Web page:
19. The ferro economy continues to rust away…

    Iron Ore @ USD 77.70/ tonne CFR, down 1.1%
    Coking Coal @ USD 113.03/ tonne CFR, down 0.7%

    Meanwhile, the shakeout in thermal coal gets worse, sold @ USD 64.55/ tonne, down 2.6% on the day.

  20. Lord Richards, 42 years as British warrior, opines that he has learned two fundamental lessons:

    (1) Don’t go to war unless you have to
    (2) Don’t go to war if you are not prepared to do it properly.

    To which I would add:

    (3) Be absolutely clear about your desired war outcomes.

    Our current ‘mission’, whatever it is, fails all three basic tests.

  21. Some enterprising MSM journo should ask Abbott what Australia intends to do should ISIL get inside Bagdad. Which they might conceivably achieve by, say, 2pm AEST today.

    I bet you:

    (1) The journos will not ask that question.
    (2) Abbott would not have a clue.

  22. g
    When the Coalition says ‘welfare’ they mean ‘malfare’; when they say ‘human services’ they mean ‘inhuman services’. When they say ‘welfare leaners’ they mean ‘disabled’. By definition the coporates who are tax dodgers are not ‘leaners’. When they say ‘lifters’ they mean ‘finance industry spivs’.

    When Abbott says ‘humanitarian mission’ he means ‘bombing mission’.

    And so on and so forth.

    [Essential: voters want security over liberty
    Bernard Keane | Sep 30, 2014 12:17PM

    Voters agree that some freedoms should be sacrificed in the name of security, but are growing more concerned about climate change. And the government is yet to benefit from the relentless focus on terrorism, today’s Essential Report shows.

    Voters believe some people should have their rights and freedoms curbed for the security of other Australians, and support detention without prosecution, according to today’s Essential poll. However, recent terror raids have yet to translate into a polling bounce for the government.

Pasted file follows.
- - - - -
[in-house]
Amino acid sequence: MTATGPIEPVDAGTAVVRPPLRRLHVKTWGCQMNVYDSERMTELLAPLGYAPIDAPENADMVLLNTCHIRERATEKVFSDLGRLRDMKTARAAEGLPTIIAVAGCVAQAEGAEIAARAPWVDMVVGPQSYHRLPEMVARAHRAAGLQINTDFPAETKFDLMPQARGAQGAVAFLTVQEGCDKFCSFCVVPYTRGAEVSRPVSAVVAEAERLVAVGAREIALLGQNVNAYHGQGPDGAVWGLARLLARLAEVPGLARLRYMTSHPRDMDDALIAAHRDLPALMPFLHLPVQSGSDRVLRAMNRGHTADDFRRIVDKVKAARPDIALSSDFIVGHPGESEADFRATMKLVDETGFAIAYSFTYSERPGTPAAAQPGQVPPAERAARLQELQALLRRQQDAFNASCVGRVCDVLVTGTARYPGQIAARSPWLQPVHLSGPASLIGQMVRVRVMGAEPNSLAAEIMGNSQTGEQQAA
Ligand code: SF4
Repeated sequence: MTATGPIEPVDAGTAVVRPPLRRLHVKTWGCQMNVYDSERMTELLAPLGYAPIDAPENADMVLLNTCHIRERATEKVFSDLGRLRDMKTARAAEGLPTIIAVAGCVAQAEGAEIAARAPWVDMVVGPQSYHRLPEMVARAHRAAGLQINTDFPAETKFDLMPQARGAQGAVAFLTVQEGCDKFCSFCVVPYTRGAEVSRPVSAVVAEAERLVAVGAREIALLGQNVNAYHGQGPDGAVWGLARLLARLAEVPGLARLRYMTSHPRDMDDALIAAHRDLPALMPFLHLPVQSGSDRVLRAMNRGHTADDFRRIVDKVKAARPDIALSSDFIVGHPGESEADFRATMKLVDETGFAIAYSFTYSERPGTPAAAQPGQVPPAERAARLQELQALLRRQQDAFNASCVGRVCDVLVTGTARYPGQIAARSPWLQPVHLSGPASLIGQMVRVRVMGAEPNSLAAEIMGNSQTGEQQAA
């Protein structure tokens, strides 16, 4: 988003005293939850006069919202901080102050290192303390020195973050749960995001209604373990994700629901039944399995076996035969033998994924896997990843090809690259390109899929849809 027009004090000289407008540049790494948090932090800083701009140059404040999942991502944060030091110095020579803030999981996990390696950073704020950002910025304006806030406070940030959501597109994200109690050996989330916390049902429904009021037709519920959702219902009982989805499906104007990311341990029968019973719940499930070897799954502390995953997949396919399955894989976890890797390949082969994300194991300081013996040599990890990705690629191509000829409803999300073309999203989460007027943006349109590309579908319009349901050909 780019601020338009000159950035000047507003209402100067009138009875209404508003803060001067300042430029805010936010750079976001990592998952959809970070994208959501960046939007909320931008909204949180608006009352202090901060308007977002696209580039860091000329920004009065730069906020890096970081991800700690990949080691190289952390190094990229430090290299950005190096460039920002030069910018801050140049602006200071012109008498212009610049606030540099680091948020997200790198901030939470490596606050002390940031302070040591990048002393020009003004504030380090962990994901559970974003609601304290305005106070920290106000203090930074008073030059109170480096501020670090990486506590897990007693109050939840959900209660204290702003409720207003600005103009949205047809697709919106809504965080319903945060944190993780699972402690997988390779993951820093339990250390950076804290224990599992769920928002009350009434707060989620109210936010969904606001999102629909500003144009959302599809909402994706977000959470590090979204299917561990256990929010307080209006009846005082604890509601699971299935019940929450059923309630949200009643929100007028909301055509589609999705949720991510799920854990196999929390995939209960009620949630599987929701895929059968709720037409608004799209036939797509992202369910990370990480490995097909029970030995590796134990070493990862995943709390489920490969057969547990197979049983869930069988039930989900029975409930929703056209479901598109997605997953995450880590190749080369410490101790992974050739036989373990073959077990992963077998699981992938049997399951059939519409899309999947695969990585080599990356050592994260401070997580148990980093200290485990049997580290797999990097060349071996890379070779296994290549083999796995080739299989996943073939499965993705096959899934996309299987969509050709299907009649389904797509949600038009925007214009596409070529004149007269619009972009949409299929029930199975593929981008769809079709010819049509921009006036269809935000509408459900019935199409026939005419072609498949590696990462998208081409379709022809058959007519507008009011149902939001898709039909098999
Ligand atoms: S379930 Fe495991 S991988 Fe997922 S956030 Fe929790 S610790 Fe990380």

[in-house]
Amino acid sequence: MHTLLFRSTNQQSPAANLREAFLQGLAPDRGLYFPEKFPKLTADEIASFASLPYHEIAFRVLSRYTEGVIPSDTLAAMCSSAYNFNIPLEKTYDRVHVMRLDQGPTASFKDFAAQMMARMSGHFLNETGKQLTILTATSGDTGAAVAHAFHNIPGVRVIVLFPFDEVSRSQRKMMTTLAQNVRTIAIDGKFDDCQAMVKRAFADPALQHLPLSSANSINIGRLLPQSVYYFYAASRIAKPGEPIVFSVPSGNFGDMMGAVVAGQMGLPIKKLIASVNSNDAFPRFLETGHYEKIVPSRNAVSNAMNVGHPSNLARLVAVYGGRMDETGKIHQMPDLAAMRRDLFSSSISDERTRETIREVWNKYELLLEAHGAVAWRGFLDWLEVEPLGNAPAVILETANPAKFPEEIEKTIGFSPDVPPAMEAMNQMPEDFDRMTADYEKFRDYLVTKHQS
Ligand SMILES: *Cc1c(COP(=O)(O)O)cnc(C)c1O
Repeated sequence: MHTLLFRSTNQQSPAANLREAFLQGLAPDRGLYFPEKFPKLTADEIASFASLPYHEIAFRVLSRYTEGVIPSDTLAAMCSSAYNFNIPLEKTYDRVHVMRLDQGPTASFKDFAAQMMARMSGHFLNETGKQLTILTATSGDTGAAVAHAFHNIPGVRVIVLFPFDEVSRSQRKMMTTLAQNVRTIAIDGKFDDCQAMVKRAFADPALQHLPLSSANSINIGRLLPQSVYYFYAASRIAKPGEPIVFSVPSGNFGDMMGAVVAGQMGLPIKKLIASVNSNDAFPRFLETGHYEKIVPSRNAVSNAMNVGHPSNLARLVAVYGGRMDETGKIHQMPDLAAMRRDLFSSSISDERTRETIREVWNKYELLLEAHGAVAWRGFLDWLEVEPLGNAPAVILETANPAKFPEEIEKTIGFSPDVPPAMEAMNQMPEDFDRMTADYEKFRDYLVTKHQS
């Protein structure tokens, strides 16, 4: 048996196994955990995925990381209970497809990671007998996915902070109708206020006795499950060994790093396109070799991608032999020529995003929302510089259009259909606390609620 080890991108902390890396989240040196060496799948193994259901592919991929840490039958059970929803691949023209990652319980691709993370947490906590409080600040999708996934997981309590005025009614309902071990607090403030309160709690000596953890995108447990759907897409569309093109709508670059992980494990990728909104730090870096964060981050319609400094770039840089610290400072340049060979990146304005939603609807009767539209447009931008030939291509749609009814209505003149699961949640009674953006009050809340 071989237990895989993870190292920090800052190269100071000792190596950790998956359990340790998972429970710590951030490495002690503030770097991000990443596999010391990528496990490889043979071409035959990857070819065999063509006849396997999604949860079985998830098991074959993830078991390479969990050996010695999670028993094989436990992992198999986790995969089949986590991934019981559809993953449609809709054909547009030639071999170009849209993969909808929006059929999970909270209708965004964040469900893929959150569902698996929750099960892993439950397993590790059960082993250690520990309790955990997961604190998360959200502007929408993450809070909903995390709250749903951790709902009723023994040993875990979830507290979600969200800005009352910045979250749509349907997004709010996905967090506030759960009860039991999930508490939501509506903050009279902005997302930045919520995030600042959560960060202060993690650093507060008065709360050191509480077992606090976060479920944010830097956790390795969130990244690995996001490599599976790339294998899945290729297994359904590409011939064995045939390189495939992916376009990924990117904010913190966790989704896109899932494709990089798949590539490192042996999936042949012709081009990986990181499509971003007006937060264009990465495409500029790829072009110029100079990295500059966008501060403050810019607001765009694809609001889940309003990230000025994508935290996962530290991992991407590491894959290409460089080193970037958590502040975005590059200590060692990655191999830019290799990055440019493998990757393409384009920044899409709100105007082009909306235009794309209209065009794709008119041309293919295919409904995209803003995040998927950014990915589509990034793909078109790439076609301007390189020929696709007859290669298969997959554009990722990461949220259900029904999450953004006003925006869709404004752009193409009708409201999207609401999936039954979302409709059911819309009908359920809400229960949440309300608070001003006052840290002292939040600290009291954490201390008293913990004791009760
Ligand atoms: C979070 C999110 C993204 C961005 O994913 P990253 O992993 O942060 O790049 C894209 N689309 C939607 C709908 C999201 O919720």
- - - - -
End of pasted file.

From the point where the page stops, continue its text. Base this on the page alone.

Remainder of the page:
However, the relentless focus on national security has yet to deliver the government a noticeable polling bounce: the Coalition’s primary vote is up a point to 40% but Labor remains on 39%, the Greens on 10%, and PUP on 4%. The two-party preferred result has shifted down a point to 52%-48% in Labor’s favour, the same level as four weeks ago, despite the media focus on the Sydney raids of the week before last and the shooting of an 18-year-old man by police in Melbourne. This might suggest that because national security plays more to the fears of older voters who already back the Coalition, it may only serve to lock in the government’s core support rather than expand it.]

  24. [1719
    Fran Barlow]

    The entire discourse just misses the point. ISIL is carrying out a political, theocratic revolution by violent (and other allied) means; means that extend to the use of political violence in the West. They have obviously already succeeded in some of their goals and continue to both consolidate their position in the former Syria and to try to extend their reach in the former Iraq.

    What is proposed by the West and by its clients represents an attempt to mount a counter-revolution. Events are not framed this way, but that is the correct depiction. It is possible that Western analysts do not recognise a revolution when they see one, but it is more likely they avoid the use of the term because it suggests the conflict has complex geopolitical and strategic as well as “humanitarian” dimensions.

    Considering their relative strengths and weaknesses, it is not at all obvious that the West can mount a successful counter-revolution. For a start, given the history of conflict in the the territories of the former Iraq and Syria, it is highly likely that any new military interventions will only give new impetus to the now ascendant revolutionary forces. By themselves, new Western interventions will likely only become self-defeating. To that extent, the West has already been repelled by ISIL. By itself, the West can no longer determine the future of these lands and its peoples. This is the crystalline reality of the situation.